SEATTLE — Because they won, they could laugh about it, but at halftime Sunday it seemed entirely possible that the Seattle Seahawks might lose an NFL game because their kicker got hurt trying to make a tackle.
They came back to beat Tennessee 20-13 at CenturyLink Field, so the Life and Times of Steven Hauschka and Chris Maragos will be remembered as a comedy, not a tragedy.
Not only that, Hauschka picked up some street cred with teammates who hit and get hit on every play.
“Hauschka’s a (expletive) beast!” came the shout from across the locker room as Hauschka was mobbed by the media after the game.
Hauschka, Seattle’s placekicker, was shaken up in the second quarter after “tackling” Tennessee return man Darius Reynaud by getting in his way and getting knocked halfway to Chehalis. Reynaud stumbled over Hauschka’s crumpled body and was brought down a few steps later after a return of 40 yards.
“I saw Hauschka fall back and I was like, ‘He might be dead right now,’” Maragos said. “I’m going to have to give him a hard time now, because he might have to get in the cold tub today for the first time ever. He might feel what the rest of us go through every week.”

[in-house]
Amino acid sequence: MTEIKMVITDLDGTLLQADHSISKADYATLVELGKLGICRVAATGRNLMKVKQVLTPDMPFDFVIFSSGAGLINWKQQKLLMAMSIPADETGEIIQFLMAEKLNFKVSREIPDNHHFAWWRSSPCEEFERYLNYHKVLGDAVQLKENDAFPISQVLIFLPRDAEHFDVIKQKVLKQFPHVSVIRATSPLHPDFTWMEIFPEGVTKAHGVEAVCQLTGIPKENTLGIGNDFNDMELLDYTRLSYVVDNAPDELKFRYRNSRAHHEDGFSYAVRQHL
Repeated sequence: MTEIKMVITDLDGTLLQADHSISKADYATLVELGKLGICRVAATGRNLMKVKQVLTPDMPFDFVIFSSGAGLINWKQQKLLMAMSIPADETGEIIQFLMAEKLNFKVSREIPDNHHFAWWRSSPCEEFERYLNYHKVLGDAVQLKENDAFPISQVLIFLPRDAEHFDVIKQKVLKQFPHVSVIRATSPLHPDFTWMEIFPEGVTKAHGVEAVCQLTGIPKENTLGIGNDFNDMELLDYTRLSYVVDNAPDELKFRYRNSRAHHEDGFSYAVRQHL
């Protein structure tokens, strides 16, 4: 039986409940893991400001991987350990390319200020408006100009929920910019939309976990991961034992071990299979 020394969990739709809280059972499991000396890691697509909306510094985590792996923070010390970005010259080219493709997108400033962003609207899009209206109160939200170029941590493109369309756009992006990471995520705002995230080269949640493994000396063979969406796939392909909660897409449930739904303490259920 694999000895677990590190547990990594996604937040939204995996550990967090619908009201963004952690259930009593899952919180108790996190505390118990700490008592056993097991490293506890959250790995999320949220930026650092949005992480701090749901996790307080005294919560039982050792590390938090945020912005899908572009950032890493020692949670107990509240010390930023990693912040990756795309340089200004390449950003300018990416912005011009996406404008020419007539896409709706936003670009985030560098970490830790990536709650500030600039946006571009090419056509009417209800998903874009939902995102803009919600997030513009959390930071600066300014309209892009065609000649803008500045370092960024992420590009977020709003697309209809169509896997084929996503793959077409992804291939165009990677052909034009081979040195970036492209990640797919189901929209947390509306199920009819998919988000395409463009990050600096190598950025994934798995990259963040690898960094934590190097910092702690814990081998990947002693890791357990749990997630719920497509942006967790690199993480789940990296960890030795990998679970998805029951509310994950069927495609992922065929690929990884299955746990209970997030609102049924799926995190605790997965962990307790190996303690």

Hauschka went to the locker room to be inspected for a concussion and missing parts, and moments later it was Maragos’ turn to be in the spotlight.
With Hauschka in the locker room, punter Jon Ryan became the placekicker. But Ryan is the holder for placekicks, and Maragos, a safety by trade and a holder in college, is the backup holder.
On the last play of the first half, with Seattle leading 7-3, the Seahawks lined up for a 22-yard field goal attempt. The snap from long snapper Clint Gresham was perfect, but Maragos dropped it as he put it on the ground.
Maragos picked up the ball and tried to flip a pass to a teammate. He was hit in the process, the ball squirted out, and Tennessee’s Jason McCourty scooped it up and ran 77 yards for a touchdown.
Instead of Seattle leading 10-3 or at least 7-3, the Titans led 10-7 going into halftime.
“It was just kind of a fluke thing,” Maragos said. “I caught it and when I was bringing it down, it just squirted out of my hand. It wasn’t like I caught it weird or bobbled the snap. It just slipped right out when I was putting it down.”
Had that been the end of it, that would have been tolerable. But the attempted pass took things from bad to so much worse.
“I should have done a better job of just controlling the situation,” Maragos said. “When the snap got mishandled I should have just gone down with it. Our defense was playing well right before the first half, really all game. So I should have just knelt it.
“But things move fast and you’re just trying to make something happen with it.”
Seattle coach Pete Carroll said that he made the wrong call in trying to kick a field goal in that situation. The ball was on the 4-yard line, and he said the team would be better off trying to score a touchdown with the offense instead of trying to kick a field goal with a backup holder and kicker.